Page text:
The Gaertner Building at Racine and Wrightwood in Lincoln Park was once a scientific and astronomical instrument factory. It was best known for pioneering the ellipsometer. Originally built in 1923 by architects Schmidt, Garden & Martin, the historic structure was converted into 24 condos exactly 20 years ago. An elevator building with attached garage parking, this particular pricey unit comes with an open-concept living/dining area, glass blocks, and exposed brickwork. Currently contingent, the property fits today’s current trends with its gourmet gray kitchen with white quartz countertops, black-painted ductwork, and bathroom with double sinks and soaking tub. The communal rooftop deck comes with great city views.
Originally built for the Columbian Colortype Company in 1923, famed architect Alfred S. Alschuler created a terra-cotta and brick structure with flat-slab concrete to reduce vibration and noise. It then became a factory for the Revere Camera Company, which employed 1,500 workers producing movie cameras, electric drills, tape recorders, and other electronics. The building was adaptively reused in 2007 and renamed Chess Lofts, paying homage to when it served as the final headquarters of the legendary Chess Records. The 12-foot-high concrete ceilings help make this 850-square-foot, one-bedroom, one-bathroom condo feel larger and brighter. Its balcony overlooks Prairie District Park and the growing South Loop.
In Roscoe Village, this 1920 building now called Pencil Factory Lofts once housed a number of different companies. Eversharp created the first mechanical pencil, while Green Duck was a major producer of campaign buttons. The Twinplex Manufacturing Company, maker of razor blade sharpeners, still exists today in suburban Wood Dale. Renovated in the late 1980s by Robert Finnegan and his partner Calvin Boedner, the former factory now has 139 residential units with a heated parking garage and shared rooftop deck. This two-bedroom, two-bathroom condo’s open-concept plan has been fully updated, and it’s close to public transit and all that Roscoe Village has to offer.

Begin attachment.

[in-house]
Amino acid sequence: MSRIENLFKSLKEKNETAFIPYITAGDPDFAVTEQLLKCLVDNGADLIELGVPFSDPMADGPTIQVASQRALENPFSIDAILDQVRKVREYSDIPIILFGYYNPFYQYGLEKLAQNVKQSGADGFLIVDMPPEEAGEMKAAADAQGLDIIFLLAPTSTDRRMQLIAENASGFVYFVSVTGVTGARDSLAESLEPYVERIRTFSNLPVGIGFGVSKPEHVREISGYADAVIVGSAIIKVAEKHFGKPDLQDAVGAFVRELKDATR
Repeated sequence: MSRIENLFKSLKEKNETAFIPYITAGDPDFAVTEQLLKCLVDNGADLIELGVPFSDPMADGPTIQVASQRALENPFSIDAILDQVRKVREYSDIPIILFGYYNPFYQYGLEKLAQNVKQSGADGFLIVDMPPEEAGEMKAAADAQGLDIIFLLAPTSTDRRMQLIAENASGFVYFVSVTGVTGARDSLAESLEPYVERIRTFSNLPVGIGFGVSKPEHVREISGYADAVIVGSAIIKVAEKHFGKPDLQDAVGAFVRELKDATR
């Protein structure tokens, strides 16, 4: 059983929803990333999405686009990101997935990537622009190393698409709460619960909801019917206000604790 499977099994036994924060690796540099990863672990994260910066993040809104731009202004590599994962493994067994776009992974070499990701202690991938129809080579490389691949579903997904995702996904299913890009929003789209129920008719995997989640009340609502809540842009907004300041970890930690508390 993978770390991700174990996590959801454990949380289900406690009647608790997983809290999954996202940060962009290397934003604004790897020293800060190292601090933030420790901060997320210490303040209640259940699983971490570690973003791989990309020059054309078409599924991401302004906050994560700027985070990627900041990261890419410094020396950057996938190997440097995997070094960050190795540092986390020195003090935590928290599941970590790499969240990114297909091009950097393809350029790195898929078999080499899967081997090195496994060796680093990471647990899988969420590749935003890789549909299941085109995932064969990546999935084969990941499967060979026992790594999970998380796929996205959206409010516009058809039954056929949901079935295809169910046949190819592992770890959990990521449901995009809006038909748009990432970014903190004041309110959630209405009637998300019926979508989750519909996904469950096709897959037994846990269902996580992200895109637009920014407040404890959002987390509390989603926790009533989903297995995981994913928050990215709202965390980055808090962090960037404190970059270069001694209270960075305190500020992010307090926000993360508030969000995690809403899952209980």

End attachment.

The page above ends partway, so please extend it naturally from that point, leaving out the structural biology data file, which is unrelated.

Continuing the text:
Once upon a time the Florsheim Shoe Company manufactured millions of pairs of shoes in this former plant in Avondale, built between 1924-26 by architect Alfred S. Alschuler. By 1966, a pair of Florsheim shoes was supposedly sold every four seconds in the U.S. Twenty years later, Florsheim moved most of its production overseas, shutting down this factory, which has taken on a new life as Shoemakers Lofts. Dubin Residential converted it into 184 units in 2005-06. Chicago’s industrial past endures in this two-bedroom, two-bathroom loft full of natural light, from the nine-foot-high windows and 14-foot concrete ceilings. It’s just a mile away from the shopping and eating establishments of both Logan Square and Old Irving Park.
The former Kennedy-Nabisco bakery plant in the West Loop dating back to 1884 is now home to multi-million-dollar condos, including this three-bedroom, four-bathroom corner unit. Before the West Loop exploded in popularity, this structure was converted to loft condos in the mid-1990s. Today, much of the original architecture remains intact with exposed steel trusses and 28-foot ceilings. The domed brick ceiling of this penthouse’s kitchen used to house Nabisco’s ovens where the scent of fresh baked goods would fill the air. The multi-level space is expansive yet cozy. The layout is versatile with bathrooms on each floor, making it possible to create some privacy away from visiting guests. The family room opens up to a wood deck with spectacular views of the city skyline. It’s like a private urban oasis away from all the hustle and bustle of the fashionable Fulton Market.